Mental Illness, A Worldwide Epidemic: A Hindu Millennial’s Call to Action

Raashmi Krishnasamy  



Editor:  Raashmi Krishnasamy, currently a senior in Cognitive Neuroscience major at Carnegie Mellon University, is a passionate advocate for mental health, particularly within the South Asian community. She aspires to combine her knowledge of neuroscience with public health to provide more equitable access to healthcare for individuals with mental health problems. She is dedicated to preserving her Indian cultural roots through activities on and off campus. Currently, she is the Co-Director for Bhangra in the Burgh 12, a nonprofit Bhangra competition hosted by Carnegie Mellon and Pitt students to raise money for the Creative and Expressive Arts Therapy program at the Children’s Hospital of Pittsburgh.

The World Health Organization’s recent report says that by 2020, depression will be the 2nd leading cause of disease; by 2030, it is set to outpace heart disease as the #1 cause of disease worldwide. An estimated 97.5 million people are suffering from mental illnesses in India alone. The incidence of depression is about one in every twenty Indians — roughly 5% of the country’s population. And it’s only getting worse. Chidren of our Bharat Maata is suffering from a serious mental health crisis.

Why is the birthplace of yoga, meditation, and mindfulness also home to about half of the global mental illness disease burden? And why hasn’t it shown signs of stopping?

The answer is simple – our attitude. We fear sharing our feelings with others. We judge and fear judgement towards individuals with mental illness. But most importantly, we fear ourselves, and fear admitting that we may actually need some help, after all. All of this fear contributes to strengthening the stigma, forcing us further and farther away from what we really need—direct confrontation. However, we’re a long way from tackling this issue face-to-face.

According to the Live Love Laugh Foundation, in a survey of 3,556 respondents from eight cities across IAndia, 47% could be categorized as being highly judgmental of people perceived as having a mental illness. Of the 47%, respondents were more likely to say that one should keep a safe distance from those who are depressed, or that interacting with a mentally ill person could affect the mental health of others. And the worst part – 26% were categorized as being afraid of the mentally ill.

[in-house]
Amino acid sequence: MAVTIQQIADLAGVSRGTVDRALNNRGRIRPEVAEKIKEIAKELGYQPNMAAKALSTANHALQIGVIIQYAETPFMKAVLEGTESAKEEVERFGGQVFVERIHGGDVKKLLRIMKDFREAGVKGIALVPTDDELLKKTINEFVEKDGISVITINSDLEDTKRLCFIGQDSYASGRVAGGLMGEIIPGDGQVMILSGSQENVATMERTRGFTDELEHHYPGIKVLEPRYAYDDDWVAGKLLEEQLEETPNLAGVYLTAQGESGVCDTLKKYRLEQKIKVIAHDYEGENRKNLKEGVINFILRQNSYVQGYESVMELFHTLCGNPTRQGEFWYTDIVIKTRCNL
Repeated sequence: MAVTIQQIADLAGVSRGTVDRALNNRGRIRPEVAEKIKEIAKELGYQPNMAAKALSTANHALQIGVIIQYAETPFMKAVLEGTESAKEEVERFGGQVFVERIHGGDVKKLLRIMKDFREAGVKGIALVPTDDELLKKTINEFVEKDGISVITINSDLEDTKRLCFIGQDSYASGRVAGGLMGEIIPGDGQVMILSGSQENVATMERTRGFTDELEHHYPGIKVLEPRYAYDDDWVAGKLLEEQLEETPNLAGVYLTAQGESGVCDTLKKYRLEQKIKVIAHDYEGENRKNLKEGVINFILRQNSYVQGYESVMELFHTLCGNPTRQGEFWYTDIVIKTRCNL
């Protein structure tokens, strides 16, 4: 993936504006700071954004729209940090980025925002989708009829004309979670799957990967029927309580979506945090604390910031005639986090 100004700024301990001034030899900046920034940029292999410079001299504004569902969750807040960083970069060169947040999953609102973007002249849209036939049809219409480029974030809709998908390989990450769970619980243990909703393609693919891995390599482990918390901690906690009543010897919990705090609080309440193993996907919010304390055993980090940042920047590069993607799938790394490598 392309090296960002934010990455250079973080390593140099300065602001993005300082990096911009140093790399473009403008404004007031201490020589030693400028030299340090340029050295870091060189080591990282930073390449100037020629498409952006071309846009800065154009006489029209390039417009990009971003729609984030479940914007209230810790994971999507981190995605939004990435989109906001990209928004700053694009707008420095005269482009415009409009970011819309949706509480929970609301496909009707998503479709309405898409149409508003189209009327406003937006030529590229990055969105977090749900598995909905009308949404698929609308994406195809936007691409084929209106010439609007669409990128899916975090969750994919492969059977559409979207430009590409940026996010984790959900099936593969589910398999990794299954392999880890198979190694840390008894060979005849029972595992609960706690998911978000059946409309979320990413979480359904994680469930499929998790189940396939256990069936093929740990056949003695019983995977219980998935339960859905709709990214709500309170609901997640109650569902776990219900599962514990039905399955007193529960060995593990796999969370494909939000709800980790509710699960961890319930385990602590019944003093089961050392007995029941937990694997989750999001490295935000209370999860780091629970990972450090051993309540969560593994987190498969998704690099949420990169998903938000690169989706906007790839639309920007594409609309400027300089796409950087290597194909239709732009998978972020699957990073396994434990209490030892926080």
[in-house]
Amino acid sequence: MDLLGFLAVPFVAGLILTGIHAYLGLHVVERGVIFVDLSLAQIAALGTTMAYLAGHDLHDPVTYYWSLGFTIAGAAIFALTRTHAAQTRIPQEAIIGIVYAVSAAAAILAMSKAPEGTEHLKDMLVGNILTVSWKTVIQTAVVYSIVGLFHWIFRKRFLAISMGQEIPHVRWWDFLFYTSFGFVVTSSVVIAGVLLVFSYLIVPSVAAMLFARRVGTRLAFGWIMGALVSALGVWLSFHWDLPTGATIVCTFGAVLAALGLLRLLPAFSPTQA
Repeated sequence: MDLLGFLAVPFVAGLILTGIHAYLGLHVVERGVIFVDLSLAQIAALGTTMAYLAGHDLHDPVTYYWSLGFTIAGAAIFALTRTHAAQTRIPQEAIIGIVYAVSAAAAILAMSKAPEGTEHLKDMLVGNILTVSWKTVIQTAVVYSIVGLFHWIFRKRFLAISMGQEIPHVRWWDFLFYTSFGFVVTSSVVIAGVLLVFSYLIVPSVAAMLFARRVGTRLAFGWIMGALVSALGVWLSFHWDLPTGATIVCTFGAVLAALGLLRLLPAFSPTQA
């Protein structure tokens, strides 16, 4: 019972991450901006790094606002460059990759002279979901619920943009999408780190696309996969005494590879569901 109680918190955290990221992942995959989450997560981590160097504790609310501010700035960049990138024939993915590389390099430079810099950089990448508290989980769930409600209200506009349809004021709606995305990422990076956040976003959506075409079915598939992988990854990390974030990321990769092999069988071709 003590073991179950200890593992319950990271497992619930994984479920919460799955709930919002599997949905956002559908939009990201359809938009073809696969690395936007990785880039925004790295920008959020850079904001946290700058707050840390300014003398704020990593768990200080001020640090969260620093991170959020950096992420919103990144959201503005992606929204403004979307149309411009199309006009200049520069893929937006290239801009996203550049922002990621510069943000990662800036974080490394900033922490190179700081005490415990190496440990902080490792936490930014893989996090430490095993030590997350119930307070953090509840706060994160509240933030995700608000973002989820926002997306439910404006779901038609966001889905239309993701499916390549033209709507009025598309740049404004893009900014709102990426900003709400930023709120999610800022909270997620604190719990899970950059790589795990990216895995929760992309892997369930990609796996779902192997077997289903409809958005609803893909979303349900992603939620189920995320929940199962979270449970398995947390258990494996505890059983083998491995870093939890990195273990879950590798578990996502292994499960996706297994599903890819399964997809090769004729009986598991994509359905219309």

But are we afraid of people with diabetes? Or hypertension? Why should we view mental illness any differently?

Like any other chronic illness, mental illnesses have both a behavioral and a physiological component. The only difference here is that instead of focusing on the heart or pancreas as in the case of heart problems and diabetes, the area of interest in mental illness is the brain.

In the mental health issues among Indians, when does it all stop? When does the fear stop and the courage begin? When do we stop being afraid and start being brave enough to confront our inner demons? How do we stop taking step backwards and start to move forward in our fight against this disease?

I offer somewhat of a trivial solution: let’s change the way we view mental illness and begin to treat it as a worldwide epidemic. The formal definition of an epidemic is the widespread occurrence of an infectious disease in a community at a given time. That is precisely what mental illness is – it’s a widespread, infectious disease, plaguing not just one community, but hundreds of thousands across the globe, right now!

The WHO suggests that reversing epidemics, is a 3 step process:

  1. Interrupt transmission
  2. Prevent future spread
  3. Change group norms

Thankfully, when it comes to mental health, we don’t have to do all these 3 things – we only have to do one; we must change group norms. But just how do we go about changing group norms?

They say that the hardest thing to do when it comes to treating a mental illness is acceptance – by the individual. But it’s bigger than that; it has to do with group [or socia]) acceptance acceptance.

In the Bhagavad Gita, Krishna declares, “The man who sees me in everything and everything in me will not be lost to me, nor will I ever be lost to him. When he sees all beings as equal in suffering or in joy because they are like himself, that man has grown perfect in yoga.”

We must look not only look beyond ourselves, but also within ourselves. Group norms aren’t something that just change overnight. They begin with the individual. Changing the way we view ourselves will allow us to see what Krishna preaches in the Gita — we will begin to see others as being equal in suffering.

So next time you’re feeling a little down, or you hear about or see someone struggling with symptoms of mental illness, take a minute and set all the judgements aside. Rather than being afraid of yourself or that person, be brave enough to give your love and compassion. Rather than offering pity, offer support. Rather than shying away from the conversation, become an advocate. Together, we can change group norms and beat the worldwide epidemic that’s shamelessly claiming the minds of many. All we have to do is speak up and inspire others to do the same.   ♠



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